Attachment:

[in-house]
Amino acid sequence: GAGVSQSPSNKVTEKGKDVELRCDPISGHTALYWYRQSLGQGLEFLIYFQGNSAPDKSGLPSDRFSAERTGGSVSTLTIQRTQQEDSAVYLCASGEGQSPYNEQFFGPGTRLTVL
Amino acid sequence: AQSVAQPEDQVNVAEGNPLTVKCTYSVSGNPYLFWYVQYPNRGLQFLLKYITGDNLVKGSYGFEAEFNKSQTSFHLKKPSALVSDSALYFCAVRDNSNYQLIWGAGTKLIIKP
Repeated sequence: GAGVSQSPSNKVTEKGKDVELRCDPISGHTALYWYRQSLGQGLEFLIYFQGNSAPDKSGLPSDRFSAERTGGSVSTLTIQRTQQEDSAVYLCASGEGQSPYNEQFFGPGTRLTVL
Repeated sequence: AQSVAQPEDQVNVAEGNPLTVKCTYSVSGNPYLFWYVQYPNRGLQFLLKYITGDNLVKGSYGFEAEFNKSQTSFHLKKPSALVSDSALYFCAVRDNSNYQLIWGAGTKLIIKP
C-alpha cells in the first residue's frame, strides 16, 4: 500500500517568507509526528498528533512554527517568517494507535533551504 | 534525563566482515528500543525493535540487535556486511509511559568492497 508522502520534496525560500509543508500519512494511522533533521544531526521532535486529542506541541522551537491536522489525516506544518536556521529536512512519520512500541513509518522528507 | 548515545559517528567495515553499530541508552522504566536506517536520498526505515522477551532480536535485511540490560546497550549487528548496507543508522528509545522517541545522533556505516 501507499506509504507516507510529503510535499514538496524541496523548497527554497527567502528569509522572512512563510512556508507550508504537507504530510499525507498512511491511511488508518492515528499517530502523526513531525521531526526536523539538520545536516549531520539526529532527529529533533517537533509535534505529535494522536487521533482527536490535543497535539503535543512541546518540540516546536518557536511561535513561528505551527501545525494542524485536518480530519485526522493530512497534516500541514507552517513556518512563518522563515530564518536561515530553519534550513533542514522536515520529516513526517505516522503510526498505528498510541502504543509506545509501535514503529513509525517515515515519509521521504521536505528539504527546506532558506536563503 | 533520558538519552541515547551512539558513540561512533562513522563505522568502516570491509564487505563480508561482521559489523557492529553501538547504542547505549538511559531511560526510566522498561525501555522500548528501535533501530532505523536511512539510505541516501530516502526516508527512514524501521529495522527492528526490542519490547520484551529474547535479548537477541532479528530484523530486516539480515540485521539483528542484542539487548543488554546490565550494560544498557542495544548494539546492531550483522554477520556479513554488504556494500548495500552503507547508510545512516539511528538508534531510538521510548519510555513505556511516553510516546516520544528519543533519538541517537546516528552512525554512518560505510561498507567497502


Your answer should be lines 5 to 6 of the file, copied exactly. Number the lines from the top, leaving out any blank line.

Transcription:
Repeated sequence: AQSVAQPEDQVNVAEGNPLTVKCTYSVSGNPYLFWYVQYPNRGLQFLLKYITGDNLVKGSYGFEAEFNKSQTSFHLKKPSALVSDSALYFCAVRDNSNYQLIWGAGTKLIIKP
C-alpha cells in the first residue's frame, strides 16, 4: 500500500517568507509526528498528533512554527517568517494507535533551504 | 534525563566482515528500543525493535540487535556486511509511559568492497 508522502520534496525560500509543508500519512494511522533533521544531526521532535486529542506541541522551537491536522489525516506544518536556521529536512512519520512500541513509518522528507 | 548515545559517528567495515553499530541508552522504566536506517536520498526505515522477551532480536535485511540490560546497550549487528548496507543508522528509545522517541545522533556505516 501507499506509504507516507510529503510535499514538496524541496523548497527554497527567502528569509522572512512563510512556508507550508504537507504530510499525507498512511491511511488508518492515528499517530502523526513531525521531526526536523539538520545536516549531520539526529532527529529533533517537533509535534505529535494522536487521533482527536490535543497535539503535543512541546518540540516546536518557536511561535513561528505551527501545525494542524485536518480530519485526522493530512497534516500541514507552517513556518512563518522563515530564518536561515530553519534550513533542514522536515520529516513526517505516522503510526498505528498510541502504543509506545509501535514503529513509525517515515515519509521521504521536505528539504527546506532558506536563503 | 533520558538519552541515547551512539558513540561512533562513522563505522568502516570491509564487505563480508561482521559489523557492529553501538547504542547505549538511559531511560526510566522498561525501555522500548528501535533501530532505523536511512539510505541516501530516502526516508527512514524501521529495522527492528526490542519490547520484551529474547535479548537477541532479528530484523530486516539480515540485521539483528542484542539487548543488554546490565550494560544498557542495544548494539546492531550483522554477520556479513554488504556494500548495500552503507547508510545512516539511528538508534531510538521510548519510555513505556511516553510516546516520544528519543533519538541517537546516528552512525554512518560505510561498507567497502